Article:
Chuck

Posted on December 12, 2011

Heading into my senior year of high school basketball I knew we where in for a tough season. We had graduated most of the starting line-up the previous year. The other guard, Randy, and I were named co-captains by our coach and had the duty of starting the fall “captains’ practices”. These were merely a rouse to start the season before you were allowed, made “legal” as long as the coach did not participate. Our coach would just stand near the door of the gym pretending to talk to someone, while actually taking notes on all the younger, unknown, new crop of kids. Around the first week of the practices coach called Randy and me over to him. He wanted us to meet Charles. I remember thinking that Charles sounded like a very grownup name for a kid.  And a kid he was.  Coach went on to tell us, with Charles standing nervously next to him, that he was from Boston and just starting his first week as an 8th grader and wanted to play basketball with us.  This of course was code for “take this kid out there so I can see what he can do”.  He was, like Randy, an African American but with much darker skin.  He was about 5 foot 10 inches tall to my 6 feet, and he sported the Kid N’ Play type triangle haircut.  I started with the ball at the top of the key and drove the lane looking to dish it off as I got swallowed up by the defense.  I tossed it off to our junior center who stood all of 6 foot 4 inches.  He attempted to lay it in but was too strong, it shot over to the other side of the rim.  Then Charles appeared.  Like a rocket, and playing closer to the rim than I had ever seen anyone in that gym, Charles, in one motion, collected the ball and kissed it off the glass for the bucket. The power and speed of that play told me in an instant that this kid was here for the sole purpose of playing basketball.

Charles went on to be the first player in the school’s history to make the varsity as an 8th grader.  He played a healthy amount of minutes that year as well.  We used to joke with him that he played like he had springs in his shoes.  I had never seen an 8th grader dunk before I saw Charles. He was a quiet kid who kept to himself and struggled with the structure of team basketball.  We were a horrible team and had a losing record that year, but I kind of had a feeling that would not be the case for long, as Charles would be there for the next four seasons.  I went on to college and left high school behind for good.  I was not one of those people that attended every alumni event and stayed in touch with my high school friends.  In fact I have never been to any event at my high school…. ever!  So it came as a bit of surprise to hear today that Charles is suing the Boston Red Sox for five million dollars.

The front page of the Boston Globe told the story of Charles Crawford.  In the year after I graduated, Charles got a job working for the Red Sox as a clubhouse attendant.  The clubhouse manager at that time was Donald Fitzpatrick. This is a scandal that has been told already, when back in 2003 the Red Sox settled a lawsuit for $3.15 million with seven Florida  clubhouse attendants victimized during spring training by Fitzpatrick.  There is a second unidentified student from my school who is joining Charles in the current suit.  I cannot imagine the horror felt by these two, when this occurred, and I am sure it is something that one can never forget or truly recover from.  But I think they face an uphill battle to say the least.  First, this is all coming in the wake of the Sandusky Penn State scandal, which was quickly followed by the Syracuse Basketball scandal.  Are these two, now men, simply empowered by what has happened with these other stories and have the courage to speak about it?  Maybe.  It certainly is not to stop Fitzpatrick from doing harm to others as he died in 2005.  Certainly there will be some public perception that this is an “after the fact” grab for compensation, in effect, striking while the iron is hot.  Another problem with their case is they do not have any witnesses like in the Sandusky case.  While a witness is not the “end all-be all” when it comes to this type of accusation the case would be a different animal if one existed.  The alleged events happened 20 years ago, and one could wonder why this did not come up during the 2003 case that was already settled?  Not to mention Charles, or Chuck as we called him, has a bit of a checkered past after leaving high school, including 5 children with 5 different women and child support issues as well.  Was what is being alleged to have happened to him a cause for how things have turned out for Chuck, or are the current life problems the reason for the allegations?  I guess that is for the courts to decide.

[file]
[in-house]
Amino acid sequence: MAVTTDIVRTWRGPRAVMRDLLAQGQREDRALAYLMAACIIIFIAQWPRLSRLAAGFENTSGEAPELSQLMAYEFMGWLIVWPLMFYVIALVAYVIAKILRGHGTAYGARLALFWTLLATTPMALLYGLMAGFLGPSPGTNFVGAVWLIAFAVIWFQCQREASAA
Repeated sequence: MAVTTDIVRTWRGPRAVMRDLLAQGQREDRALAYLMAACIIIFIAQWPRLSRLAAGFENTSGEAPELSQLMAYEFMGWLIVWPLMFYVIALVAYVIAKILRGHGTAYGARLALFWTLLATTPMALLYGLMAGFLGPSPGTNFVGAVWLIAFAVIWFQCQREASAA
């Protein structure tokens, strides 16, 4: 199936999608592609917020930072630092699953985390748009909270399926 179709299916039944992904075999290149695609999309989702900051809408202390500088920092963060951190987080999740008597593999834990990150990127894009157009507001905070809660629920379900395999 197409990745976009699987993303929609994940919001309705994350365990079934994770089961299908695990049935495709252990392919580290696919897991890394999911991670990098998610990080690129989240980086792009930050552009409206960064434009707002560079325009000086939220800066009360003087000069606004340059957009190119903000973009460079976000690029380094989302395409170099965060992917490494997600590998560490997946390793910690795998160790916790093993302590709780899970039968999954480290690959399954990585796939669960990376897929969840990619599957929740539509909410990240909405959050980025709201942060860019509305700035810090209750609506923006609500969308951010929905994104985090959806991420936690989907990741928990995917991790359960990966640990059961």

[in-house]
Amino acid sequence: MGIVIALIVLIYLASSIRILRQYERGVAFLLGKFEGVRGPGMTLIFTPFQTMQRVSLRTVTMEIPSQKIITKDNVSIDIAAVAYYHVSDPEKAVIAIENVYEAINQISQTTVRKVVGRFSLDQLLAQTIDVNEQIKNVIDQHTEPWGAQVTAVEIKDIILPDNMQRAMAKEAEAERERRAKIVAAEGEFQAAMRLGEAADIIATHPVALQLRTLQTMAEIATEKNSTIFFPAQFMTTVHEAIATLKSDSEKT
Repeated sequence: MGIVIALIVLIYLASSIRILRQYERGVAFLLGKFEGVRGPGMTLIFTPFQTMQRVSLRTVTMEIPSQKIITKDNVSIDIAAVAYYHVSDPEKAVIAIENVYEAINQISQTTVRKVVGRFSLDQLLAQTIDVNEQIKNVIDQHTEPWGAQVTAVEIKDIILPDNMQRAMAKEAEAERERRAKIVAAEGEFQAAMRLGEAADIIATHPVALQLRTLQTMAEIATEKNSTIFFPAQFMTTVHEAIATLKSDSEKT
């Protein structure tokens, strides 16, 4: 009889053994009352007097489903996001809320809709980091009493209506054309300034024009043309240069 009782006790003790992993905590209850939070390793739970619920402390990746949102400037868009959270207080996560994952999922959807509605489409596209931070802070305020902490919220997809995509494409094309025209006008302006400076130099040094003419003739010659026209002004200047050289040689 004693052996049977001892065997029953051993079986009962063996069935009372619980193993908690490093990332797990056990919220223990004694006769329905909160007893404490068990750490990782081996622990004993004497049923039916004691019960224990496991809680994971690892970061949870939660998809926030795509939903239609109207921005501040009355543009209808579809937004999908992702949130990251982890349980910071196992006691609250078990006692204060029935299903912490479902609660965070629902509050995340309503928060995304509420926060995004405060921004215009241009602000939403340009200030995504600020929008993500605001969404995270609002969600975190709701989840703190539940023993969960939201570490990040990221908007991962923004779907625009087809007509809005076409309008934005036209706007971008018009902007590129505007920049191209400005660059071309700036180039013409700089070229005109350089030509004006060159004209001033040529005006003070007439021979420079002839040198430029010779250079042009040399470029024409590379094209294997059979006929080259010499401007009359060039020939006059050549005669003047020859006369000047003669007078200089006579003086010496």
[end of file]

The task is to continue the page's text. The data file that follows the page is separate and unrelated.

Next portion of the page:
We know based on that case that Fitzpatrick was a pedophile sicko, who in my opinion deserved to die a lot sooner than at the age of 75.  We know that this will not be the last time in the next few months that allegations of sports coaches taking advantage of students or kids will be making the front pages.  If you are a molester of children and still alive today, having never been accused or caught, this current environment has to have you shaking in your sick, twisted, dirty old man, slippers.  Do us all a favor, coach, and end it before that knock on your door comes.

Good luck Chuck.

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Categories: sports-commentary


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